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Big Freedia Sentenced for Section 8 Fraud

.S. Attorney Kenneth A. Polite announced that Freddie Ross, Jr., age 38, of New Orleans, who performs under the stage name Big Freedia, was sentenced on Thursday after previously pleading guilty to theft of government funds.

U.S. District Judge Lance M. Africk sentenced Ross to three years’ probation, including 100 hours of unpaid community service.  Additionally, Ross was ordered to pay $34,849 in restitution to the Housing Authority – New Orleans (HANO) and fined $35,000.

According to court documents, the United States Department of Housing and Urban Development, a department of the United States, provided federal funds to local public housing authorities to assist low income citizens with private market rental payments, including utility payments, through a tenant-based voucher program known as the Housing Choice Voucher Program, or “Section 8” Program.  The Section 8 program was created to subsidize the rents of the very poor, the elderly, and the disabled by allowing families to choose privately owned rental housing and subsidizing the majority of the fair market rent. Program participants paid part of their rents—an amount equal to thirty percent of the household’s income—and the federal government directly pays the landlords the remainder. The eligibility for Section 8 benefits and the amount of the voucher subsidy were determined by, among other things, the household income of the applicant and the number of people in the household.  In New Orleans, this amounted to not more than $21,700 per year.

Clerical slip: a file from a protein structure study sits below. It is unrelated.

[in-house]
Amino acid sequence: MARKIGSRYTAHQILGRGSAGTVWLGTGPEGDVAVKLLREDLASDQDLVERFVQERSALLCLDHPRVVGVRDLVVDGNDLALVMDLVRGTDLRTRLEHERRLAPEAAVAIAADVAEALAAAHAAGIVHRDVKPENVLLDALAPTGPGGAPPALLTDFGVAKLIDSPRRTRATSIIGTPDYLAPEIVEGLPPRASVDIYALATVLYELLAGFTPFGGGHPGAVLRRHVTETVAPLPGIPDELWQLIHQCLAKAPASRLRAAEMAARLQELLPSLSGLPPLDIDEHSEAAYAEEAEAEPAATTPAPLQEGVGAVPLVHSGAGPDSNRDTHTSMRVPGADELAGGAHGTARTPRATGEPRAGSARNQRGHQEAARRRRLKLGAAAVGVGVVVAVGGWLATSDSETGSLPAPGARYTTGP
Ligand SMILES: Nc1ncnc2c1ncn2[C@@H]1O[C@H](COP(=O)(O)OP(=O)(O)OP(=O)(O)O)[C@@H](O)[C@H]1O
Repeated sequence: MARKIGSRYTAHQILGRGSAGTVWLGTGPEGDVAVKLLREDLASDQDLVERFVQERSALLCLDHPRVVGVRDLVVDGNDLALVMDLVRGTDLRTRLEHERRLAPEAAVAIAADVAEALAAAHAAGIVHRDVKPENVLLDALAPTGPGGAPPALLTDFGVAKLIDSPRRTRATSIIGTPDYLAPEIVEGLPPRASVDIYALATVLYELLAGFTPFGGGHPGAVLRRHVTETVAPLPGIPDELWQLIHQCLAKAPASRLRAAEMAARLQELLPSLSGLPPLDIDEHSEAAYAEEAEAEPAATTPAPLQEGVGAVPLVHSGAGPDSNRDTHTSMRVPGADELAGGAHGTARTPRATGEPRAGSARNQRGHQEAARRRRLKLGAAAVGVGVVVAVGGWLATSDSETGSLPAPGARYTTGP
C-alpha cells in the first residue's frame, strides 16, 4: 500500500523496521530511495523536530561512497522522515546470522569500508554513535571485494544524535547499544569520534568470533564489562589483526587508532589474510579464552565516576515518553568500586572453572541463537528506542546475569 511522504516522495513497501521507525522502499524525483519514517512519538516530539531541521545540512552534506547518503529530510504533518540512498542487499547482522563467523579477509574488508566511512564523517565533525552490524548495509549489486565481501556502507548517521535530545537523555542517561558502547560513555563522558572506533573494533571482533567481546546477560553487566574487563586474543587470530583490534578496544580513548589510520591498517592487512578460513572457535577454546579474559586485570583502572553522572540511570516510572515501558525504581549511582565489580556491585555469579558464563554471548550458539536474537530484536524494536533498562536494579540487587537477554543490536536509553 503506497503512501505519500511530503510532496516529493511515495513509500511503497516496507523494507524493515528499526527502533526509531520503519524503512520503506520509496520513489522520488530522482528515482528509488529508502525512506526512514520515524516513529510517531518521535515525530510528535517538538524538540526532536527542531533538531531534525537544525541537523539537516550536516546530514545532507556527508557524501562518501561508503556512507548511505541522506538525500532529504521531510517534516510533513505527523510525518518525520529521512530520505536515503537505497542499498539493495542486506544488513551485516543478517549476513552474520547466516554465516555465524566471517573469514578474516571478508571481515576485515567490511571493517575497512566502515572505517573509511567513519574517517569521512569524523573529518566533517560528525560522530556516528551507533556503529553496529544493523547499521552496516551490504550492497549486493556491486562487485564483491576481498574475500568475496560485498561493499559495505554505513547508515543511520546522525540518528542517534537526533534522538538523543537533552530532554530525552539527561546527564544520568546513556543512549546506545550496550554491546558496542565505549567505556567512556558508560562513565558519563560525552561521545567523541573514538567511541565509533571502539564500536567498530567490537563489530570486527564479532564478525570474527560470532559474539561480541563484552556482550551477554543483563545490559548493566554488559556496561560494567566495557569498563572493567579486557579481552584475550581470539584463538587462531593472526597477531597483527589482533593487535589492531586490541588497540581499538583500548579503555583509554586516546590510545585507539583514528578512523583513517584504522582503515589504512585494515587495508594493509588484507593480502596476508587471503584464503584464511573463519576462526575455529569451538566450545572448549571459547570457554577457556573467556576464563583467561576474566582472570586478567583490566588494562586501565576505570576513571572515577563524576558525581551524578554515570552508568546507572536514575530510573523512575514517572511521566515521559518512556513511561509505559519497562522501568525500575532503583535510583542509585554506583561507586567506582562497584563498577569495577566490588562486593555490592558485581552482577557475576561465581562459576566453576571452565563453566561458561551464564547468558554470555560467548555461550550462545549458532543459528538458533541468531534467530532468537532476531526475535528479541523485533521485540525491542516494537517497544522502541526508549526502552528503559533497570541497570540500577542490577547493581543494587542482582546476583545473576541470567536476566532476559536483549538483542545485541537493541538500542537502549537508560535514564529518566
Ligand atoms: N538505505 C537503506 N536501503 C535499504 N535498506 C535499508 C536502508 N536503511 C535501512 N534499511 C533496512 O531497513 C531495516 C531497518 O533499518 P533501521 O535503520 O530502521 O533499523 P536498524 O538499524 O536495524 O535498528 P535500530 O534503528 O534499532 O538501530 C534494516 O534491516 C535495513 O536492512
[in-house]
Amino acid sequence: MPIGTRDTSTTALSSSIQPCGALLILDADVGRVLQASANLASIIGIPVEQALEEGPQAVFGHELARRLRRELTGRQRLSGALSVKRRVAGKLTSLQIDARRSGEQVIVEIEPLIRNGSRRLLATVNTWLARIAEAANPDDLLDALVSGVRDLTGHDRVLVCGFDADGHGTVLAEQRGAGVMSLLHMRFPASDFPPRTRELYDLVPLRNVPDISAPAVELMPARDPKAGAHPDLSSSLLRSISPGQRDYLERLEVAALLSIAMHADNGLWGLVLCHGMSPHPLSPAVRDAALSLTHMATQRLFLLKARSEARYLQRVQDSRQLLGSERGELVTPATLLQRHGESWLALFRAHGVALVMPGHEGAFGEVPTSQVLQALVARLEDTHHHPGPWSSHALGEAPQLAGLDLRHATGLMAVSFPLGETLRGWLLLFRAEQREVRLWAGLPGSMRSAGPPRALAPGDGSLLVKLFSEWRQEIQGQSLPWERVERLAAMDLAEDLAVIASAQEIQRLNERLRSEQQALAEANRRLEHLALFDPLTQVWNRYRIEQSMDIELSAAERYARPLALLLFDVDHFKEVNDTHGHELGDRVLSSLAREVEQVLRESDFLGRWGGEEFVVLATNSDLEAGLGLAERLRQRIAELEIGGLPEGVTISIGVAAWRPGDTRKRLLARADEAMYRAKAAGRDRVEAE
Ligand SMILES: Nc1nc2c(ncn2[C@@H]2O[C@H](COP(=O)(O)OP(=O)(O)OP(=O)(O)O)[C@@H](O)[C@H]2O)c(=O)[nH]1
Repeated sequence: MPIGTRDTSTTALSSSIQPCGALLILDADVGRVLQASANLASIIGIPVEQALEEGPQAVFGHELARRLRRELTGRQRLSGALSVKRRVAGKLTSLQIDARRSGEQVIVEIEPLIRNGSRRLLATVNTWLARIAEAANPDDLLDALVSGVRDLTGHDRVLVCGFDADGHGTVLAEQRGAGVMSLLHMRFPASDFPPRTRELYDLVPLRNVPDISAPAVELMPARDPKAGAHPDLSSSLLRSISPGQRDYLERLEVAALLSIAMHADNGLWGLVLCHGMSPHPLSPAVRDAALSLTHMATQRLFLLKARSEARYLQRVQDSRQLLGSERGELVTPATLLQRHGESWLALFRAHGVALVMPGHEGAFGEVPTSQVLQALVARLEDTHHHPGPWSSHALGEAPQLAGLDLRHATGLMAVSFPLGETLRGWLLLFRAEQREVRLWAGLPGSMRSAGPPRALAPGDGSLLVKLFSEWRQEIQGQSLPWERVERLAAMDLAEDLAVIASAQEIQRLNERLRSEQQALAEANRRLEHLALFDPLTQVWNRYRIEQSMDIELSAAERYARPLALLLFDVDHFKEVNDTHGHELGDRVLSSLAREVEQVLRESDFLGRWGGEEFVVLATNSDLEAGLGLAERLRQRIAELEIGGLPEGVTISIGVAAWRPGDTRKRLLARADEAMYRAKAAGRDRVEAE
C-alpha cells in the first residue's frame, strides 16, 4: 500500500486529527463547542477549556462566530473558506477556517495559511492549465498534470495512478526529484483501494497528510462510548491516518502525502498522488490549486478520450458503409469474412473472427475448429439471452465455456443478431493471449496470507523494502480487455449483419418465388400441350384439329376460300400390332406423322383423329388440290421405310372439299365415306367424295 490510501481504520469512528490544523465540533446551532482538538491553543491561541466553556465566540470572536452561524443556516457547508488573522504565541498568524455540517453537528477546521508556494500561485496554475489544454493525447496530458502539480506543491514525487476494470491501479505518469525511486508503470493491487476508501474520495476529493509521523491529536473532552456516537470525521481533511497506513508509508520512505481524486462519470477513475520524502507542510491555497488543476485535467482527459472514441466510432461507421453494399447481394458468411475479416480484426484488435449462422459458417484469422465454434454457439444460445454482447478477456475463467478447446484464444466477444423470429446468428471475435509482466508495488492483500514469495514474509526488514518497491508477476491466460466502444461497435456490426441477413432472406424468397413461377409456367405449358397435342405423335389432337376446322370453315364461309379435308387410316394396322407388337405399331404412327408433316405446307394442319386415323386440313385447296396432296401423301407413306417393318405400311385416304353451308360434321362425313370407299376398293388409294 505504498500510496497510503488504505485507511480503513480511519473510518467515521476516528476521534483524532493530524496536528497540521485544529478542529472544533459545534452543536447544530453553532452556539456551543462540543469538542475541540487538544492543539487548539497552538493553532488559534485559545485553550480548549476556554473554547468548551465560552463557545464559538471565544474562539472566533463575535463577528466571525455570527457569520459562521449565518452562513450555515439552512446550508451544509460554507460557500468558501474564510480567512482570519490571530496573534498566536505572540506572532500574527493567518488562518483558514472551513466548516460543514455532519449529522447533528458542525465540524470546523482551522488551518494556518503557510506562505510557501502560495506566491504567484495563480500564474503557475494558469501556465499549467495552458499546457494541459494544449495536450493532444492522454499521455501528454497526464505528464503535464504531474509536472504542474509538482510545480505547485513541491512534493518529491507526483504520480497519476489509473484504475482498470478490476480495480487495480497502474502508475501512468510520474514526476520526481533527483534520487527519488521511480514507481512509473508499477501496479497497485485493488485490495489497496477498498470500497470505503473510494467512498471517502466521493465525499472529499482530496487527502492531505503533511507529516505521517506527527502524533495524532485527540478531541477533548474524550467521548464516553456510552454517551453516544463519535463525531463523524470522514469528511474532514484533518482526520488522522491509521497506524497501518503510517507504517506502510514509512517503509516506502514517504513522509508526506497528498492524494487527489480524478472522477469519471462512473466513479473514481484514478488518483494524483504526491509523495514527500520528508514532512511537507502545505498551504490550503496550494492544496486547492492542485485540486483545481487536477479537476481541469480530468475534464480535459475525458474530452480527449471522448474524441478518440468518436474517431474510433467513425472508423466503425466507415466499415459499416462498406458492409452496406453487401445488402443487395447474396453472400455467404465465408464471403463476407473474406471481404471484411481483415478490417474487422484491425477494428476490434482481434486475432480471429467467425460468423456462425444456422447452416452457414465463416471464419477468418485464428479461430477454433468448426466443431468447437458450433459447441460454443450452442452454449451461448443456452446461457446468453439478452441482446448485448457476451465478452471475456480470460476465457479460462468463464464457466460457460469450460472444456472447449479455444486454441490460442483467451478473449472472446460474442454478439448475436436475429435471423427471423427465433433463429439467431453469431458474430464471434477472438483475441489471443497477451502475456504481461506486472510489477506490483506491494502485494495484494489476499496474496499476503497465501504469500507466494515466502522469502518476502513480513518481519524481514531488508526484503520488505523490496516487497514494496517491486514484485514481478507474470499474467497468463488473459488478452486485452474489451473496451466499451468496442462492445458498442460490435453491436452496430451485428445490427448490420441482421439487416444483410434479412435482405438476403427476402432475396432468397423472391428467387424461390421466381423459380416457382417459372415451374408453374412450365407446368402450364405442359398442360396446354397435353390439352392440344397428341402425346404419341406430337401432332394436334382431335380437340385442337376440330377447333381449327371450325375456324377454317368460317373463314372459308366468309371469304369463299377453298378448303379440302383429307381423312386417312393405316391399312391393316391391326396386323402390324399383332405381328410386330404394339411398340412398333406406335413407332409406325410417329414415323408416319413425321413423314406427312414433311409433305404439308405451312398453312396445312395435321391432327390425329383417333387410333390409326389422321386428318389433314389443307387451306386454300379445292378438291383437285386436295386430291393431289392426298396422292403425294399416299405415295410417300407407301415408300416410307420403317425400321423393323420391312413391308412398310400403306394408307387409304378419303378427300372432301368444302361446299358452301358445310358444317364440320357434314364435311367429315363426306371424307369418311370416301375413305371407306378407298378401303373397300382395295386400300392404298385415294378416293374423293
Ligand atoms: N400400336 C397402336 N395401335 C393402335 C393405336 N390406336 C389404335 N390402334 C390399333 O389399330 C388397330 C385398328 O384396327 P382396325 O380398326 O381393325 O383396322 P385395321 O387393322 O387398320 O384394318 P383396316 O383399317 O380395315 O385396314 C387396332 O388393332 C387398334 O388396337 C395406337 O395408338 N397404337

Ross first applied for Section 8 benefits in March 2009.  He listed his monthly income as between $100 and $1,000, and he disclosed no additional assets on his application.  As a result of these representations, Ross was accepted into the program and began receiving approximately $521 per month for his rental of a residence in New Orleans.

Thereafter, Ross submitted recertification documents to HANO on a yearly basis through 2014.  HANO relied on Ross’s representations in the documents to determine whether he continued to qualify for Section 8 benefits.  In his yearly recertification forms, Ross falsely listed his annual income to be as follows: $0 (2011), $14,400 (2012), $12,000, plus a one-time $2,000 gift from his father (2013), and $12,000 (2014).  Ross also listed his assets to be as follows: $0 (2011), $100 (2012), $165 (2013), $250 (2014).

In fact, Ross derived considerable income through his entertainment and music businesses, including payments for performing concerts, starring in television programs, royalties, and the sale of merchandise bearing his likeness.  Ross failed to disclose this income to HANO, as well as the existence of multiple bank accounts under his name and the name of his several corporate entities. Ross’s statements about the amount of his assets constituted material misrepresentations upon which HANO representatives relied to determine his eligibility to receive Section 8 benefits.  Ross’s true income, had he reported it accurately, would have disqualified him from receiving Section 8 benefits in each year between 2010 and 2014.  In total, as a result of the false representations Ross made to HANO, he fraudulently received the benefit of Section 8 funds to rent the residences in New Orleans totaling approximately $34,849.00 between about January 2010 and November 2014.

U.S. Attorney Polite praised the work of the United States Department of Housing and Urban Development – Office of the Inspector General and the Federal Bureau of Investigation, with assistance from the Housing Authority of New Orleans, as well as Josephine Beninati, CPA, CFE, who was responsible for identifying the true sources and amount of Ross’s income. Assistant United States Attorneys Jordan Ginsberg and Maria Carboni were in charge of the prosecution.